My blog intention isn’t to write lots of reviews but I read another good story that I want to share with you, especially those who love suspense and police procedure stories.
Collision of Lies
Collision of Lies is a story about a school bus/ train collision in south Texas. It’s a case that was tragic but fairly simple, clear cut you might say, but was it?
Collision of Lies will keep your mind engaged from the beginning to the end. I enjoyed the intricacies as the plot unfolded and Amara came to her conclusions. I also liked the way Amara continued to have insight which showed the reader she really should move to homicide. She was brilliant and intuitive without having it overdone. And who doesn’t love a woman that when pushed just a hair too far has a defense reflex. Nice.
Characters are an important part of a story for me. Without people I care about, a story becomes an account of an event. I loved the characters in Collision of Lies. They differed from each other, so I knew who they were, although the FBI guys and the Police Chief were fairly typical. But that also made them easy to follow.
Dr. Pritchard lives inside his own mind and I could track how he’d go off on a tangent when someone used an expression with an origin. I found that much more interesting and relatable than eating Cheetos with chopsticks. Chopsticks make sense! After all, who wants that orange stuff on their fingers?
I wanted a clearer picture of Starsky. I really wanted him to be fit and trim despite all the garbage he eats. I mean wouldn’t that be a hero to those of us who count carbs? And it was interesting reading the heroine written by a man. I might have liked to see a little bit of a feminine side for Amara.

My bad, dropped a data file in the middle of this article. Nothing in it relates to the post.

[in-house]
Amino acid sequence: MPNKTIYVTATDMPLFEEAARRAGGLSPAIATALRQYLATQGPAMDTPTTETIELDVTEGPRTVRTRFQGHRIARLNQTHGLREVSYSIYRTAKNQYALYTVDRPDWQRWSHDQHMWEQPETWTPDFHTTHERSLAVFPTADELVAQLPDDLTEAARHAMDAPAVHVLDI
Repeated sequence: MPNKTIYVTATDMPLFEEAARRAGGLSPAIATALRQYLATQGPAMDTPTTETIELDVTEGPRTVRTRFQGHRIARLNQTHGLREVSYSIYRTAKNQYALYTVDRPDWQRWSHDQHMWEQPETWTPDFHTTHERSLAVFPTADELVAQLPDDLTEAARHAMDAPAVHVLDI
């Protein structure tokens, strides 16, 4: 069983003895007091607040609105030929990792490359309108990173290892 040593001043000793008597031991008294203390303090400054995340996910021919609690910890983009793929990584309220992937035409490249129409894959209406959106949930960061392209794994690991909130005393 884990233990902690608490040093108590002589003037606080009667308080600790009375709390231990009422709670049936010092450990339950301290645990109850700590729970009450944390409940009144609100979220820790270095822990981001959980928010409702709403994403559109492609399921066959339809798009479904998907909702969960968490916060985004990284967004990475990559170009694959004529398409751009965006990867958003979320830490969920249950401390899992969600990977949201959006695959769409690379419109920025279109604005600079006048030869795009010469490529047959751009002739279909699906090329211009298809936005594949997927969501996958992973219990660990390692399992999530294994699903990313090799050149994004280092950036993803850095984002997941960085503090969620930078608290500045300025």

If you haven’t got story, all you have are characters, perhaps likeable, who sit on a page. Wow! I loved the way this story developed from a dead case to, well I don’t want to give anything away. Just let me assure you that you will be intrigued with the way it unfolds and you’ll feel like you’re there in the scenes. The research is thorough and the details that are shared are interesting. I’m ready to read the next story, the beginning of which is included as an extra at the end. That was a good move because it answered my question whether I’d see Amara again.
Daytime or Nighttime Read?
Before starting Collision of Lies I was concerned that it might be too twisted for anything but a daytime read. But once you accept the fact that there are a lot of sick people in this word and put that aside, the story is so artfully executed that I read well into the night. Tom Threadgill did a super job with Collision of Lies. And like I said, I’m looking for more.